High School Hockey

Arlington Catholic girls up for the task

Arlington Catholic’s Juliana Dolan challenges the Austin Prep defense during Sunday’s 2-1 win for the Cougars.
Josh Reynolds for The Boston Globe
Arlington Catholic’s Juliana Dolan challenges the Austin Prep defense during Sunday’s 2-1 win for the Cougars.

There is a new team facing the question that has loomed over MIAA girls’ hockey in recent years — Can anybody beat Duxbury when it matters most? — and it is the squad that might be best suited to answer with a resounding “yes’’: Arlington Catholic.

Sunday’s Division 1 state championship game at TD Garden will be the third in a row for the Cougars and coach Maggie Taverna . This time, though, Arlington Catholic is tasked with beating the Dragons, the three-time Division 2 champs who moved up this season seemingly without missing a beat.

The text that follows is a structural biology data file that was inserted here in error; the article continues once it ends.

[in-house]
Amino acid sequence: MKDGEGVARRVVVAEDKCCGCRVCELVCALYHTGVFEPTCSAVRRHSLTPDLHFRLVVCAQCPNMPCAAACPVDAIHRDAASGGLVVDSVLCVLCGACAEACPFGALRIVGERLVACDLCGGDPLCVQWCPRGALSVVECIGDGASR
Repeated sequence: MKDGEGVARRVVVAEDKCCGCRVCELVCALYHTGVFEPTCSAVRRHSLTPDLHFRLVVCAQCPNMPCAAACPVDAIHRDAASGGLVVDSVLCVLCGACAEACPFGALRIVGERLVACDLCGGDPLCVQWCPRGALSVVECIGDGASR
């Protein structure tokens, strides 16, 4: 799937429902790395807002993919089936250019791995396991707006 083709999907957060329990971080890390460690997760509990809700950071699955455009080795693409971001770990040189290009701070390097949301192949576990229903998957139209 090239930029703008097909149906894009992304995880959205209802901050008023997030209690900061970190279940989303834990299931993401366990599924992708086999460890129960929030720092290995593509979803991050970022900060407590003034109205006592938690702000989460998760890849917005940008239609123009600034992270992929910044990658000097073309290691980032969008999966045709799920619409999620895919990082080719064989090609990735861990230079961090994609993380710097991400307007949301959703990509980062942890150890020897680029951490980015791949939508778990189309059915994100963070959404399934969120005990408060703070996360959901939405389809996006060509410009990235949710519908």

“It’ll probably be the best game of the year for both teams,” said senior captain Duggan Delano . “I expect the best.”


She has a distinctive perspective on the team’s recent runs. Delano transferred to the school as a sophomore, and since then Arlington Catholic has more postseason wins (12) than total losses (10).

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And, like Taverna, she pointed to the team’s chemistry this year in particular as a reason it separated itself from the field. One teacher noted to Delano that when it comes to the Cougars’ black sweat suits — which they always wear on game days — she always sees three or four bunched together, never one standing alone.

“I consider every person on the team to be one of my little sisters,” Delano said.

Those sisters are 45 minutes from forming a bond — again — that they will never forget.

“I know it’s the championship game; I know it’s the last game of the season,” Taverna said, but her squad has a “if-it’s-not-broke-don’t-fix-it kind of mentality. Continue doing what we’ve been doing, and we’ll continue to work on the same things at practice because we’re not perfect, and the kids know that.”


Perfect or not, whatever the Cougars (19-2-2) have been doing certainly is not broken. They average 3.5 goals per game — more than three times as many as they allow — and have not lost since Jan. 8.